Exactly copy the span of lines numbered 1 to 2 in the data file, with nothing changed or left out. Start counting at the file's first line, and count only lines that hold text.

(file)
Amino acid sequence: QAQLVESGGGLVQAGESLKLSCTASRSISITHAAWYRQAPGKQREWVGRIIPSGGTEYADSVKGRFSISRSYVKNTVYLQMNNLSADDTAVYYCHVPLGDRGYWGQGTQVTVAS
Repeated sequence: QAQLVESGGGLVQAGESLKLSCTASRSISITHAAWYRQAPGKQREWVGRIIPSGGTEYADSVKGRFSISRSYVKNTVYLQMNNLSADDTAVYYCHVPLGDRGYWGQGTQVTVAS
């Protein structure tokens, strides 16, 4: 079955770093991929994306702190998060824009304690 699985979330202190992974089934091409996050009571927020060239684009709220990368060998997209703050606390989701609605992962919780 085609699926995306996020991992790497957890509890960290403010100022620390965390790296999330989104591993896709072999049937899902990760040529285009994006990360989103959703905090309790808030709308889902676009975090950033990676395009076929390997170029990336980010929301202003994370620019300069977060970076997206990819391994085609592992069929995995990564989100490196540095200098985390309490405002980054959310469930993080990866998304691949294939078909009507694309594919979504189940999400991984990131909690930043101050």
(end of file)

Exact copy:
Amino acid sequence: QAQLVESGGGLVQAGESLKLSCTASRSISITHAAWYRQAPGKQREWVGRIIPSGGTEYADSVKGRFSISRSYVKNTVYLQMNNLSADDTAVYYCHVPLGDRGYWGQGTQVTVAS
Repeated sequence: QAQLVESGGGLVQAGESLKLSCTASRSISITHAAWYRQAPGKQREWVGRIIPSGGTEYADSVKGRFSISRSYVKNTVYLQMNNLSADDTAVYYCHVPLGDRGYWGQGTQVTVAS